Have you heard about the book The Whole New Mind by Daniel Pink that Oprah gave to each member of the graduating class of Stanford? I heard an interview with him recently, and it made me want to run out and buy a copy of the book for each member of local school board. In this economy, I just bought a used copy for myself.
A description of the book from Daniel Pink's website ...
"Lawyers. Accountants. Computer programmers. That's what our parents encouraged us to become when we grew up. But Mom and Dad were wrong. The future belongs to a very different kind of person with a very different kind of mind. The era of "left brain" dominance, and the Information Age that it engendered, are giving way to a new world in which "right brain" qualities-inventiveness, empathy, meaning-predominate. That's the argument at the center of this provocative and original book, which uses the two sides of our brains as a metaphor for understanding the contours of our times."
In the interview I heard, Mr. Pink reasoned that any jobs that can be mapped out in logical sequential steps (such as technology, accounting and some forms of law practice) are the jobs that are being shipped to Asia. The U.S. of A. is entering a new economy in which a new set of skills will be necessary. He outlines the main skills (the six senses) in his book. These include play, empathy, big-picture thinking among other things.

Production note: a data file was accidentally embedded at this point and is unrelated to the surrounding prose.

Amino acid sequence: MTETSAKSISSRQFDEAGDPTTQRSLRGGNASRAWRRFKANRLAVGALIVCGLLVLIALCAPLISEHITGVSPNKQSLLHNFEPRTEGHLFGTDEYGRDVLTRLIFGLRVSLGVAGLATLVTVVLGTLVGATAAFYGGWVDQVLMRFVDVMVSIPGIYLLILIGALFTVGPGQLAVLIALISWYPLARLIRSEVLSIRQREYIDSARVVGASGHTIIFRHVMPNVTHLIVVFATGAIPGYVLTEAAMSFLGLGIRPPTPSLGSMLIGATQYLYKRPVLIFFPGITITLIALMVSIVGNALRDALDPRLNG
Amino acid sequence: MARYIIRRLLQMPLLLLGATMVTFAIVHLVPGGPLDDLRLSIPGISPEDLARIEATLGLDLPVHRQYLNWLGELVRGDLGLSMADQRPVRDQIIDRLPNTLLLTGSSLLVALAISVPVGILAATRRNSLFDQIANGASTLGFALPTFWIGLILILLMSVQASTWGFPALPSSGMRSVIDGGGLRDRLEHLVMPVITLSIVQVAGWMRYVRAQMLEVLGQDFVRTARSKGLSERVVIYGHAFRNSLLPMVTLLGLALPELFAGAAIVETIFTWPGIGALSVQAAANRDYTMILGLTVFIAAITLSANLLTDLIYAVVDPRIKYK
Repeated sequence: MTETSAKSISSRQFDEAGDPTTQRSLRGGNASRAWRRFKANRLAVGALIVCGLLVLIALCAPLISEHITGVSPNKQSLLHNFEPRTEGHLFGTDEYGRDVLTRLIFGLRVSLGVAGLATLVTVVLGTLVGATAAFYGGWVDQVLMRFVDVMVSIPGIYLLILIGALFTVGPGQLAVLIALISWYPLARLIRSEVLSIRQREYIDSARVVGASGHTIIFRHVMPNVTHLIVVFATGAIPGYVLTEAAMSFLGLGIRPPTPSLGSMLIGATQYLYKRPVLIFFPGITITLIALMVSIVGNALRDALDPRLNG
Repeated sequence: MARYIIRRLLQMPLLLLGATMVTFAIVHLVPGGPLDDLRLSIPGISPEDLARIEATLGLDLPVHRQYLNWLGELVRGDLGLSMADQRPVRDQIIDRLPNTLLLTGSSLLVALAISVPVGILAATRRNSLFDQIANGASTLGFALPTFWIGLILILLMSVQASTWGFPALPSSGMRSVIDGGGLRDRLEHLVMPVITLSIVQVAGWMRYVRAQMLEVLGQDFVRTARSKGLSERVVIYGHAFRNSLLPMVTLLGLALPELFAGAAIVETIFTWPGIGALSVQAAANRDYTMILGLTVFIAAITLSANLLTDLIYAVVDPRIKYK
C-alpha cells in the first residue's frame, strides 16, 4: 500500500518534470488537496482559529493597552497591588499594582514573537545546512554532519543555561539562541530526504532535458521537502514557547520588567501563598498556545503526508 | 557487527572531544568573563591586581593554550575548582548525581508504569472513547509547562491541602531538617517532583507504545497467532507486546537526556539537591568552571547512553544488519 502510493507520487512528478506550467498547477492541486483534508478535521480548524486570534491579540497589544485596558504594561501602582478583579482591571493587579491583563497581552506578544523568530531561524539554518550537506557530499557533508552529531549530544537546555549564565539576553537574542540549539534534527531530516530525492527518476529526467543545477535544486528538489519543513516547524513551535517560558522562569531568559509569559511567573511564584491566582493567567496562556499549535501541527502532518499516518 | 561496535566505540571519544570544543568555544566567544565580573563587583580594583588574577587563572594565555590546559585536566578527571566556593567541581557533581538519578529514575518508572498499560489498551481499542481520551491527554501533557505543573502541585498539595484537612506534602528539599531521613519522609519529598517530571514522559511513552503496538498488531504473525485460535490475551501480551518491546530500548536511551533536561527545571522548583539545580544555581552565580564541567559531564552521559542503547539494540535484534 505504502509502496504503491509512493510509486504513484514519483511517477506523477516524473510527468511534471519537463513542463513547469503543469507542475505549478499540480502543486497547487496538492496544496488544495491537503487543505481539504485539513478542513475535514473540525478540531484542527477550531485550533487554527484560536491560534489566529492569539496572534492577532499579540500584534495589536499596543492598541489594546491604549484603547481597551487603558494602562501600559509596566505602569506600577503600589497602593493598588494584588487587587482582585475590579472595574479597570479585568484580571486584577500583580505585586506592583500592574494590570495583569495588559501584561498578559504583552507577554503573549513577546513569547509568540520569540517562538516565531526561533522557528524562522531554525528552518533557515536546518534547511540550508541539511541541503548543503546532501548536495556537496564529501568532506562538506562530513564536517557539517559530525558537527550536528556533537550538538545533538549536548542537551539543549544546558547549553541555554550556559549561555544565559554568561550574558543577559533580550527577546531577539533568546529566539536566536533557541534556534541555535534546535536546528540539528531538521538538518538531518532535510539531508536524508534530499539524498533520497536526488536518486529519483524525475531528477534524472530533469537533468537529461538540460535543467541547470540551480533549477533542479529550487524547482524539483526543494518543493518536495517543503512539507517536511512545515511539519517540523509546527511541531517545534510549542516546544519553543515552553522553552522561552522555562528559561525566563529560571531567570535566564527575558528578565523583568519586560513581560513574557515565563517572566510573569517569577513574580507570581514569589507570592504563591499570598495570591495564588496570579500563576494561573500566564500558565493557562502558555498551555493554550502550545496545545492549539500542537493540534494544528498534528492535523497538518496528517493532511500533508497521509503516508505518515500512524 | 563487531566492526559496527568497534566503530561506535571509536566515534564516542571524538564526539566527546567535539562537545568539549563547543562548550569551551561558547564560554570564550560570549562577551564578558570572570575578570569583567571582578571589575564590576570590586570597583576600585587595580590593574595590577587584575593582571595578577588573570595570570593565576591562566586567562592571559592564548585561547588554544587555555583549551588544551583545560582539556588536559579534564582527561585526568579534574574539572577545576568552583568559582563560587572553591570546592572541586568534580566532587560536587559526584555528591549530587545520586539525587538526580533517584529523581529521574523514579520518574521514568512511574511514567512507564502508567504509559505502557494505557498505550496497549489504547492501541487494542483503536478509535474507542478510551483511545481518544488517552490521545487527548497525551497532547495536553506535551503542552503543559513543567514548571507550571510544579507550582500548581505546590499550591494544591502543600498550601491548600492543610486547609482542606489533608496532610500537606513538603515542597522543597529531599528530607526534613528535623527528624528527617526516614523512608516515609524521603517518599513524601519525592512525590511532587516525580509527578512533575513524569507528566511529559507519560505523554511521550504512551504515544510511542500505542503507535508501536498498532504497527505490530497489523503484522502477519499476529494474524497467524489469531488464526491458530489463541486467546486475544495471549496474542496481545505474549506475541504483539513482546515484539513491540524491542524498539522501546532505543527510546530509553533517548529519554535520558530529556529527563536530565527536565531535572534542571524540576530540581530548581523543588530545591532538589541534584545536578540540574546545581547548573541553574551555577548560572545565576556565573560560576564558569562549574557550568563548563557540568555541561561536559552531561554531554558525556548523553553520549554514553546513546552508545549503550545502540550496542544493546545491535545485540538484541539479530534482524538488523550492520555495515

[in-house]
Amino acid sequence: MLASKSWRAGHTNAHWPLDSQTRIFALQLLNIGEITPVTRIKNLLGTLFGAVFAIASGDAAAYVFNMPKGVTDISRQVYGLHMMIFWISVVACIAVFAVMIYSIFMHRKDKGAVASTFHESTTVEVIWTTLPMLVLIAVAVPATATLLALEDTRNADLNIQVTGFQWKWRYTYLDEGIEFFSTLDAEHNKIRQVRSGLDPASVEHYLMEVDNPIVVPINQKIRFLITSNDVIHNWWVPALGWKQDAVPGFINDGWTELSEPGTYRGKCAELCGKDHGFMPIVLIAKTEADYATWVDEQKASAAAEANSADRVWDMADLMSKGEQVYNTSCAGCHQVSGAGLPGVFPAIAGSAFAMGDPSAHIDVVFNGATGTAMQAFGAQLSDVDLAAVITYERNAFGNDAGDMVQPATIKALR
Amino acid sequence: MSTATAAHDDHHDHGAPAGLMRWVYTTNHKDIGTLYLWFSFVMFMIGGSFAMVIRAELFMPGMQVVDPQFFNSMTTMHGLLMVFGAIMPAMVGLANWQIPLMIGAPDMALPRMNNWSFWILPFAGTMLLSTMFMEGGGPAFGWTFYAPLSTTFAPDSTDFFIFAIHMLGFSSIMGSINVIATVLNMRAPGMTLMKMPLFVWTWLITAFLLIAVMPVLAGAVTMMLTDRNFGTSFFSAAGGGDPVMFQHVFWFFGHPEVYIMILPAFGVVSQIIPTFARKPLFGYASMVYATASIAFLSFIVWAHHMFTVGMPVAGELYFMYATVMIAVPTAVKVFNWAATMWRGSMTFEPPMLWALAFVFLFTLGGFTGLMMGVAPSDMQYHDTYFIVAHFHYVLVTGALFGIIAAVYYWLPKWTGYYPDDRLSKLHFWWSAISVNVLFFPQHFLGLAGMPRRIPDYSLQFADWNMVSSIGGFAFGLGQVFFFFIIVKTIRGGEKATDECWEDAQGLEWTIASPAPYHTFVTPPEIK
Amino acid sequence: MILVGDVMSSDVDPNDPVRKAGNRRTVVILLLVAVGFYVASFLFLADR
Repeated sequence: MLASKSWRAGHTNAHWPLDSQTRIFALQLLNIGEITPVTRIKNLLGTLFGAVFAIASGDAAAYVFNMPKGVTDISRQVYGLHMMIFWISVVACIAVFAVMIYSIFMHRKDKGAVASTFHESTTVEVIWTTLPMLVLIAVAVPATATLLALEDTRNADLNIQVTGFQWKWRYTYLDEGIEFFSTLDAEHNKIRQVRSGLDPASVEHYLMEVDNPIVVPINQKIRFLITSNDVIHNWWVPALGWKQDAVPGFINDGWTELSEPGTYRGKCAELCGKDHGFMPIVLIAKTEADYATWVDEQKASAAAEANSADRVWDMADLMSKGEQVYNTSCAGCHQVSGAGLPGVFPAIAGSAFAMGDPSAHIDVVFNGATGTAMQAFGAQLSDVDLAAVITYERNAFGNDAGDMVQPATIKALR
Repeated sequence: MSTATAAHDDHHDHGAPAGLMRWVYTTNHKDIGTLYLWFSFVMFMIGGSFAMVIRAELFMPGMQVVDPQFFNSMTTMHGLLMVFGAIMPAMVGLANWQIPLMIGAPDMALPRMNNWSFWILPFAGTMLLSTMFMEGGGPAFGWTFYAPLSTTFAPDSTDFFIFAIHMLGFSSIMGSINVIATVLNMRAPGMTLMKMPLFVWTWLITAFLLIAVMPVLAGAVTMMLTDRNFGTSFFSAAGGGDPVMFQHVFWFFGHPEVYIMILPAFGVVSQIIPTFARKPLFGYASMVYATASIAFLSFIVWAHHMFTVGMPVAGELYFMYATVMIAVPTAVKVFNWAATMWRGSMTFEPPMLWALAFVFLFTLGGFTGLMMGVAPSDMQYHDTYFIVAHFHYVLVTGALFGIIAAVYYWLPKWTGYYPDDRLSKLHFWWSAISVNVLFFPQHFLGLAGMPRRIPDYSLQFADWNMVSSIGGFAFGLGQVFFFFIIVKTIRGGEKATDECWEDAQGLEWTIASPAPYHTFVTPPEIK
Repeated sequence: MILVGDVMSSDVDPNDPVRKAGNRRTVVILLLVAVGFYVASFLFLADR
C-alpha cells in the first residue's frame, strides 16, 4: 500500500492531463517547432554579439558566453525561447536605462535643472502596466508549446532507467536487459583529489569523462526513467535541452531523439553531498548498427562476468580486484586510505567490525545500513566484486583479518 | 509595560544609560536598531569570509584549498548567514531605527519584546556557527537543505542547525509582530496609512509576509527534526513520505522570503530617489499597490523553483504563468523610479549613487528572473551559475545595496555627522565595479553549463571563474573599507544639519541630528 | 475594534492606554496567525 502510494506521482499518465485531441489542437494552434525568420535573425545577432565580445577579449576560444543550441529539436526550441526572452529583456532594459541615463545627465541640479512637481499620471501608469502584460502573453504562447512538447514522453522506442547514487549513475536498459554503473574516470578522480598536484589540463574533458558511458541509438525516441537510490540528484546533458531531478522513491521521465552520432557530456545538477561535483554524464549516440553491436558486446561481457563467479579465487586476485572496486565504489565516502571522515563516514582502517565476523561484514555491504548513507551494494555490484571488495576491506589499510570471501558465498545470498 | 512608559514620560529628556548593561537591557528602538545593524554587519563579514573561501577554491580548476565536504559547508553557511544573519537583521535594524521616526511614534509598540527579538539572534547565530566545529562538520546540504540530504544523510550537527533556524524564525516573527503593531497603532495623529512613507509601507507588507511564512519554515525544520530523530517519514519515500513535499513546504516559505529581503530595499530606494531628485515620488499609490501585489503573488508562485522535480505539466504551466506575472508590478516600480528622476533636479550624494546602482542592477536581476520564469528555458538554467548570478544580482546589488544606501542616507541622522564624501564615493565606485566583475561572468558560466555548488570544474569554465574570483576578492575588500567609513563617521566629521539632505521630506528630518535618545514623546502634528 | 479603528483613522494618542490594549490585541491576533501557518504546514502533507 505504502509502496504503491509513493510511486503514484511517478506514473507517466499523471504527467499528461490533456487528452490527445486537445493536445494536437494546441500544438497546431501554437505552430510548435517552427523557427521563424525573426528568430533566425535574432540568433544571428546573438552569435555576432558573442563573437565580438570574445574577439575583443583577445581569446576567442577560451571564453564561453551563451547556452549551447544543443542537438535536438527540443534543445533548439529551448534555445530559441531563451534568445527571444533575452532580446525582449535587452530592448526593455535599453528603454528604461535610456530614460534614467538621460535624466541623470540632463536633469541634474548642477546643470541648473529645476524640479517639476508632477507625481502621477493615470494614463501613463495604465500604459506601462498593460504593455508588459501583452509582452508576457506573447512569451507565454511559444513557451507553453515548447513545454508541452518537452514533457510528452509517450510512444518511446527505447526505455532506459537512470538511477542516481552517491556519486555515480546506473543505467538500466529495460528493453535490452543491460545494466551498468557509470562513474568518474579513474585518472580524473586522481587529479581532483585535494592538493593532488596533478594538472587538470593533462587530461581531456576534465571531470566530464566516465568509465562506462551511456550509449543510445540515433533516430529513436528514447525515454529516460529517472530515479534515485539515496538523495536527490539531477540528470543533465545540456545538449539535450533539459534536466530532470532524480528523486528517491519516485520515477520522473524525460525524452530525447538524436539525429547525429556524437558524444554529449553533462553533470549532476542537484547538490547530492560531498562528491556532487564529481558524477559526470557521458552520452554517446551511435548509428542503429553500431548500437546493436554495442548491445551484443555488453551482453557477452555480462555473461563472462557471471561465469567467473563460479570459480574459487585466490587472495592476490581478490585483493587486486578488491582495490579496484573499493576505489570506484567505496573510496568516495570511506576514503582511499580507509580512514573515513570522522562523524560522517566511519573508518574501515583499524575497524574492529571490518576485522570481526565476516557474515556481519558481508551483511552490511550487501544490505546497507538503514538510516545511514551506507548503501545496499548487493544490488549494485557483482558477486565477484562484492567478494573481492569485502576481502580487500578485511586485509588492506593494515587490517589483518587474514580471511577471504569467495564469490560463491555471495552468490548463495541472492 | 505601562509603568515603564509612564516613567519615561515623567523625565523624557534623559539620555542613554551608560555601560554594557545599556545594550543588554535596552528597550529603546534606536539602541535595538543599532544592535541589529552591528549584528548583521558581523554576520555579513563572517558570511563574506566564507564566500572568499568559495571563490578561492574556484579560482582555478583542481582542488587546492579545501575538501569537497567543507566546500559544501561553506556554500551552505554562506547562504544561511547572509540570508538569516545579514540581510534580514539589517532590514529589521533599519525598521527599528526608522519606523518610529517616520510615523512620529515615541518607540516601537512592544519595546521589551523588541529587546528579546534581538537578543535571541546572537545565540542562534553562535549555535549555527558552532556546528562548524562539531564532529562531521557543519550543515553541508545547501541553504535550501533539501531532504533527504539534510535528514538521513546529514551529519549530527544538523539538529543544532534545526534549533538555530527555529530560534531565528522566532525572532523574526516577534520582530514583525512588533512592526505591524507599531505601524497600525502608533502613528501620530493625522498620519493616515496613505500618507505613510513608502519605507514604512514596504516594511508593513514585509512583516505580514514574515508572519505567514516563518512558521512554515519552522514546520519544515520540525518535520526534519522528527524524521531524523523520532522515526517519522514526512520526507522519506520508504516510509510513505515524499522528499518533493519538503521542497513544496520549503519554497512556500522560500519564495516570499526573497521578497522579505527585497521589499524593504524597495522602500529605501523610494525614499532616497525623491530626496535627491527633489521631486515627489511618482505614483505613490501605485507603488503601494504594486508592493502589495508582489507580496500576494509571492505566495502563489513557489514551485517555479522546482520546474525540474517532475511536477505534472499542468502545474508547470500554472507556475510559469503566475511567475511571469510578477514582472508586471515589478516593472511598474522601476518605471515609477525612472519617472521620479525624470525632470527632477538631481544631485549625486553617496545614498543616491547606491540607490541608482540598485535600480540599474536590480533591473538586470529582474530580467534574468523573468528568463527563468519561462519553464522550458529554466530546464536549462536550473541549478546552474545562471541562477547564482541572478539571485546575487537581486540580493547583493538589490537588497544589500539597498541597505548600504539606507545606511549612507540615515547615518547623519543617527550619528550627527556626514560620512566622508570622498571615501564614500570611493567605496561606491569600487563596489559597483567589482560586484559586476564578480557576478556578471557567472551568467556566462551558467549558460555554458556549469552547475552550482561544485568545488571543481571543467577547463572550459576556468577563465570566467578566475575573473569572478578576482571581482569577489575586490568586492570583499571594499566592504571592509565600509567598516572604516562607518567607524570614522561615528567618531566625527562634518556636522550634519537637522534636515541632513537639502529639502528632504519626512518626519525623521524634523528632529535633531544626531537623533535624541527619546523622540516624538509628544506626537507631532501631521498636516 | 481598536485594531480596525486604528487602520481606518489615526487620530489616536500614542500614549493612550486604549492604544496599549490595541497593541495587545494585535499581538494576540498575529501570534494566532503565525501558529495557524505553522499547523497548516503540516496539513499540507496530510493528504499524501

Ironically, the traits that Pink espouses will be important for a healthy economy and successful job search of the future are exactly the kinds of skills taught in art classes, classes that are being cut out of school curricula at a faster rate than folks cutting out cereal coupons during Our current economic downfall.
I am not going to kick the accountants and other left-brained thinkers while they are down. They are not dinosaurs by any means. I have always advocated a whole mind approach. Though it may seem like I am a right-mind cheerleader--it is only because society has put down creative thinking with disempowering labels of flakiness and woo-woo. In order to achieve balance, I have had to stick up for the creative, non-verbal, non-linear hemisphere. Take back your woo-woos and give me an R!
I am still awaiting my copy Pink's book. I ordered it days ago. I am sure I will more to say when I actually read it. (I am anticipating a lot of AMEN, Brother Pink!) But for now, I wanted to personally go on record as saying: I think our country will soar if traditionally left-brained thinkers add some of these new skills to their repertoire, and if traditionally right-brained thinkers (who, out of survival, have already acquired left-brained skills) are valued for their gifts.
My son is entering the high school next year. With that comes a whole new focus on future careers. I am so glad that this book and the Johnny Bunko comic accompaniment have crossed my path at this time.